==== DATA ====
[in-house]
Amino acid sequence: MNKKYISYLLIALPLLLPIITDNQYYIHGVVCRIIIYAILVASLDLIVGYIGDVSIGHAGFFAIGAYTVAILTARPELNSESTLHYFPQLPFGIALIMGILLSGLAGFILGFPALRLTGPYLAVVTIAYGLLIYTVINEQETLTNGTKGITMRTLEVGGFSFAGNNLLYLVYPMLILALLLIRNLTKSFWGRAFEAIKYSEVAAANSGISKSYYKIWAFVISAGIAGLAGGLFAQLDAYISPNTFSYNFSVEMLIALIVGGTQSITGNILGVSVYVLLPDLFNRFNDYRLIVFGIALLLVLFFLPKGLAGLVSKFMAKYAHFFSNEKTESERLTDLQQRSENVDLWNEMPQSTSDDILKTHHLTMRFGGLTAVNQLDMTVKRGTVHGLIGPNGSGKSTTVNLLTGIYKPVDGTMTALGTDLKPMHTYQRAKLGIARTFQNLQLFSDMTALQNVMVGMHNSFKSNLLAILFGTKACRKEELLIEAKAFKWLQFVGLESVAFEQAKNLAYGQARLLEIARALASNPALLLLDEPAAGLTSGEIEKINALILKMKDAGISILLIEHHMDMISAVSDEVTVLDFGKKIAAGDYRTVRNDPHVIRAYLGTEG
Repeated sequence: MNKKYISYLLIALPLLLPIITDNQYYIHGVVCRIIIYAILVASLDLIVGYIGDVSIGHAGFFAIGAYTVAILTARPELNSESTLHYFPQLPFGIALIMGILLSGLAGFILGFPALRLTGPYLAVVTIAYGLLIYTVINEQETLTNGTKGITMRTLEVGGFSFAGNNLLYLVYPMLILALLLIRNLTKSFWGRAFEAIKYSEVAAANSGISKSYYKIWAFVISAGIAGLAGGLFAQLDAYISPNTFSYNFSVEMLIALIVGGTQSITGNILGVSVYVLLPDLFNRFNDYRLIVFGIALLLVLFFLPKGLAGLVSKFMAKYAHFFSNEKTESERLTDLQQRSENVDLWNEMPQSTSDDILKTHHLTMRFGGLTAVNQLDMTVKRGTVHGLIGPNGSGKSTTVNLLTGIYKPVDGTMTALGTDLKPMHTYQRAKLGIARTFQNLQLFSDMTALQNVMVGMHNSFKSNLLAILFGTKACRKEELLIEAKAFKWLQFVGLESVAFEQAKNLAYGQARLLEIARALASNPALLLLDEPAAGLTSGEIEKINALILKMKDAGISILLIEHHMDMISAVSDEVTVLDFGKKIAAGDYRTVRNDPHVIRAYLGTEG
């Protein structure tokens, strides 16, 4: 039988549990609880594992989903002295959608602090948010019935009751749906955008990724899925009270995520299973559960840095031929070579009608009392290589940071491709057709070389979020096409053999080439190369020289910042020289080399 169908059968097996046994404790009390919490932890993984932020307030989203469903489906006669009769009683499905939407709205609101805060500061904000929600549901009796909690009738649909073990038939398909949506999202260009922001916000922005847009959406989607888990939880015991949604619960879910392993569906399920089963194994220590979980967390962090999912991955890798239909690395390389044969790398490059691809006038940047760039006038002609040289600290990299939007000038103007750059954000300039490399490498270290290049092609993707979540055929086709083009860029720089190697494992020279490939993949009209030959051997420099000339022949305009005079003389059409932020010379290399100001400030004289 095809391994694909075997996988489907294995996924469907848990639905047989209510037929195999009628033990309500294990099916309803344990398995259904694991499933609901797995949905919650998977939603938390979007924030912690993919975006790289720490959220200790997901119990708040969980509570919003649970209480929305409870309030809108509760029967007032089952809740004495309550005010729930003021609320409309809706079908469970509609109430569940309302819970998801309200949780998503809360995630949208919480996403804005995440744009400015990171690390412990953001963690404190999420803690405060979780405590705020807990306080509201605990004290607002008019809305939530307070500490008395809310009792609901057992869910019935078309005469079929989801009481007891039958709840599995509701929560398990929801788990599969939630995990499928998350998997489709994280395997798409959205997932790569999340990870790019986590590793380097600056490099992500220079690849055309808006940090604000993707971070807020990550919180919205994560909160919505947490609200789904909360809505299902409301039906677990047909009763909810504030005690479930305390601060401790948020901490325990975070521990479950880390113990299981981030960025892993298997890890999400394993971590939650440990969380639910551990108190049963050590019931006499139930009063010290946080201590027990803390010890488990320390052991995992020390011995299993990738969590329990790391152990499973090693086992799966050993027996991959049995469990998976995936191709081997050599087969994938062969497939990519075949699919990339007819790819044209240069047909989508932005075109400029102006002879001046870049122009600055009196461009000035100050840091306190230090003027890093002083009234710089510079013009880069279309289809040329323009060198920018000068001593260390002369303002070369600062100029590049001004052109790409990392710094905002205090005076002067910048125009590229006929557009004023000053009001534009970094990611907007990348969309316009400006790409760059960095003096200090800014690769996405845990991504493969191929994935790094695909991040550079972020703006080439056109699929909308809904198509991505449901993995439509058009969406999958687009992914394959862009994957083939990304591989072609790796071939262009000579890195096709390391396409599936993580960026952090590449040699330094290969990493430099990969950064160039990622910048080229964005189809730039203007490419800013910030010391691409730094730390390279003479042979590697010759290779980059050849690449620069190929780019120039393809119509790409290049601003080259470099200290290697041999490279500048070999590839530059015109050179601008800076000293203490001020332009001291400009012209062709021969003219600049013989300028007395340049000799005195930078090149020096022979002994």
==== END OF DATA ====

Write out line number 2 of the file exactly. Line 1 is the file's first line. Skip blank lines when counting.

Amino acid sequence: MNKKYISYLLIALPLLLPIITDNQYYIHGVVCRIIIYAILVASLDLIVGYIGDVSIGHAGFFAIGAYTVAILTARPELNSESTLHYFPQLPFGIALIMGILLSGLAGFILGFPALRLTGPYLAVVTIAYGLLIYTVINEQETLTNGTKGITMRTLEVGGFSFAGNNLLYLVYPMLILALLLIRNLTKSFWGRAFEAIKYSEVAAANSGISKSYYKIWAFVISAGIAGLAGGLFAQLDAYISPNTFSYNFSVEMLIALIVGGTQSITGNILGVSVYVLLPDLFNRFNDYRLIVFGIALLLVLFFLPKGLAGLVSKFMAKYAHFFSNEKTESERLTDLQQRSENVDLWNEMPQSTSDDILKTHHLTMRFGGLTAVNQLDMTVKRGTVHGLIGPNGSGKSTTVNLLTGIYKPVDGTMTALGTDLKPMHTYQRAKLGIARTFQNLQLFSDMTALQNVMVGMHNSFKSNLLAILFGTKACRKEELLIEAKAFKWLQFVGLESVAFEQAKNLAYGQARLLEIARALASNPALLLLDEPAAGLTSGEIEKINALILKMKDAGISILLIEHHMDMISAVSDEVTVLDFGKKIAAGDYRTVRNDPHVIRAYLGTEG